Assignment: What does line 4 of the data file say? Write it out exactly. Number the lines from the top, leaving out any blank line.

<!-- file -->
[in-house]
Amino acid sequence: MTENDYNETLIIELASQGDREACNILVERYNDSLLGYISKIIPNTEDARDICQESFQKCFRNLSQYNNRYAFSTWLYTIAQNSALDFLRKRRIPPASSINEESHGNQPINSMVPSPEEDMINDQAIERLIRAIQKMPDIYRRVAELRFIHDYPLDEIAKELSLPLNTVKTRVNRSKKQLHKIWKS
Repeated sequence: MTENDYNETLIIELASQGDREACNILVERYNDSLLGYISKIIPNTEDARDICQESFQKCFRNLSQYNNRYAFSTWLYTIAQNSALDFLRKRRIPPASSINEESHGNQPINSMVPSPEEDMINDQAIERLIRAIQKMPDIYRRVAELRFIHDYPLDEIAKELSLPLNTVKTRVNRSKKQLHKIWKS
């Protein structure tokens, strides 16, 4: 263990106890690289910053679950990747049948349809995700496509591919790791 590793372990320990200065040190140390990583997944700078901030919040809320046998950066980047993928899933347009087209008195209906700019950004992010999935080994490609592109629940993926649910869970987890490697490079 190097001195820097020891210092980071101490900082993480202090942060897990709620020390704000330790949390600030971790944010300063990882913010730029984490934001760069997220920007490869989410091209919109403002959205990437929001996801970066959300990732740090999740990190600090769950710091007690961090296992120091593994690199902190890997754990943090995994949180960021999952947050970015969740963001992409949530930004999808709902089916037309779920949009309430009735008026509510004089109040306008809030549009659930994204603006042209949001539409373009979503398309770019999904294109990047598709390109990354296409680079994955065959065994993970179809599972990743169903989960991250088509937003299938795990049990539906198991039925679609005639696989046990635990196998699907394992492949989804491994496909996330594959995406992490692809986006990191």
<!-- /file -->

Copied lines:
């Protein structure tokens, strides 16, 4: 263990106890690289910053679950990747049948349809995700496509591919790791 590793372990320990200065040190140390990583997944700078901030919040809320046998950066980047993928899933347009087209008195209906700019950004992010999935080994490609592109629940993926649910869970987890490697490079 190097001195820097020891210092980071101490900082993480202090942060897990709620020390704000330790949390600030971790944010300063990882913010730029984490934001760069997220920007490869989410091209919109403002959205990437929001996801970066959300990732740090999740990190600090769950710091007690961090296992120091593994690199902190890997754990943090995994949180960021999952947050970015969740963001992409949530930004999808709902089916037309779920949009309430009735008026509510004089109040306008809030549009659930994204603006042209949001539409373009979503398309770019999904294109990047598709390109990354296409680079994955065959065994993970179809599972990743169903989960991250088509937003299938795990049990539906198991039925679609005639696989046990635990196998699907394992492949989804491994496909996330594959995406992490692809986006990191």